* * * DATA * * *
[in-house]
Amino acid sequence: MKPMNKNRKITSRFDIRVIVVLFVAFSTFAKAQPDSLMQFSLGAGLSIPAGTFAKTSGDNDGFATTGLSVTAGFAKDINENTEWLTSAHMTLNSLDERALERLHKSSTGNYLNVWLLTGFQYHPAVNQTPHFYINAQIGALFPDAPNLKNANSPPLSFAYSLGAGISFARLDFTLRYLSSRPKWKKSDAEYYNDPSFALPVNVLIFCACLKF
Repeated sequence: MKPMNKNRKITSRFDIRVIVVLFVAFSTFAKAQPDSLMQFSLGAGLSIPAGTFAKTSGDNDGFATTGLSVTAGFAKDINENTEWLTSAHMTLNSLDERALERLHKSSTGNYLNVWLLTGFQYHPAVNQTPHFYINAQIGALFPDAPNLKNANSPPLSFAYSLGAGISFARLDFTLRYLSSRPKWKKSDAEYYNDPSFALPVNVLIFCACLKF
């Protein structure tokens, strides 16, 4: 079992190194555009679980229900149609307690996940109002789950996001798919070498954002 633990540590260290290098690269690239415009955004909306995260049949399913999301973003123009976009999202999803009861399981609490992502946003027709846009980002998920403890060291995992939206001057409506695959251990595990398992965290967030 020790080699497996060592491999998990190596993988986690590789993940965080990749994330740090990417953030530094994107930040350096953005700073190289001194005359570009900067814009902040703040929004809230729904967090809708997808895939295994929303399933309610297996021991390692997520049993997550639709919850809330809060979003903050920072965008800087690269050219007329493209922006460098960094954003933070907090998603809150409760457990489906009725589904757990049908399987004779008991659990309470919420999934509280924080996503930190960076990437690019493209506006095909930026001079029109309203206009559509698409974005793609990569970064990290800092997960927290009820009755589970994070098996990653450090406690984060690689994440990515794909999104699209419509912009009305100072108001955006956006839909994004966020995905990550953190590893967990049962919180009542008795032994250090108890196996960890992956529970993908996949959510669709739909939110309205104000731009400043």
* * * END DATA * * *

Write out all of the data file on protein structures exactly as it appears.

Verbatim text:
[in-house]
Amino acid sequence: MKPMNKNRKITSRFDIRVIVVLFVAFSTFAKAQPDSLMQFSLGAGLSIPAGTFAKTSGDNDGFATTGLSVTAGFAKDINENTEWLTSAHMTLNSLDERALERLHKSSTGNYLNVWLLTGFQYHPAVNQTPHFYINAQIGALFPDAPNLKNANSPPLSFAYSLGAGISFARLDFTLRYLSSRPKWKKSDAEYYNDPSFALPVNVLIFCACLKF
Repeated sequence: MKPMNKNRKITSRFDIRVIVVLFVAFSTFAKAQPDSLMQFSLGAGLSIPAGTFAKTSGDNDGFATTGLSVTAGFAKDINENTEWLTSAHMTLNSLDERALERLHKSSTGNYLNVWLLTGFQYHPAVNQTPHFYINAQIGALFPDAPNLKNANSPPLSFAYSLGAGISFARLDFTLRYLSSRPKWKKSDAEYYNDPSFALPVNVLIFCACLKF
């Protein structure tokens, strides 16, 4: 079992190194555009679980229900149609307690996940109002789950996001798919070498954002 633990540590260290290098690269690239415009955004909306995260049949399913999301973003123009976009999202999803009861399981609490992502946003027709846009980002998920403890060291995992939206001057409506695959251990595990398992965290967030 020790080699497996060592491999998990190596993988986690590789993940965080990749994330740090990417953030530094994107930040350096953005700073190289001194005359570009900067814009902040703040929004809230729904967090809708997808895939295994929303399933309610297996021991390692997520049993997550639709919850809330809060979003903050920072965008800087690269050219007329493209922006460098960094954003933070907090998603809150409760457990489906009725589904757990049908399987004779008991659990309470919420999934509280924080996503930190960076990437690019493209506006095909930026001079029109309203206009559509698409974005793609990569970064990290800092997960927290009820009755589970994070098996990653450090406690984060690689994440990515794909999104699209419509912009009305100072108001955006956006839909994004966020995905990550953190590893967990049962919180009542008795032994250090108890196996960890992956529970993908996949959510669709739909939110309205104000731009400043």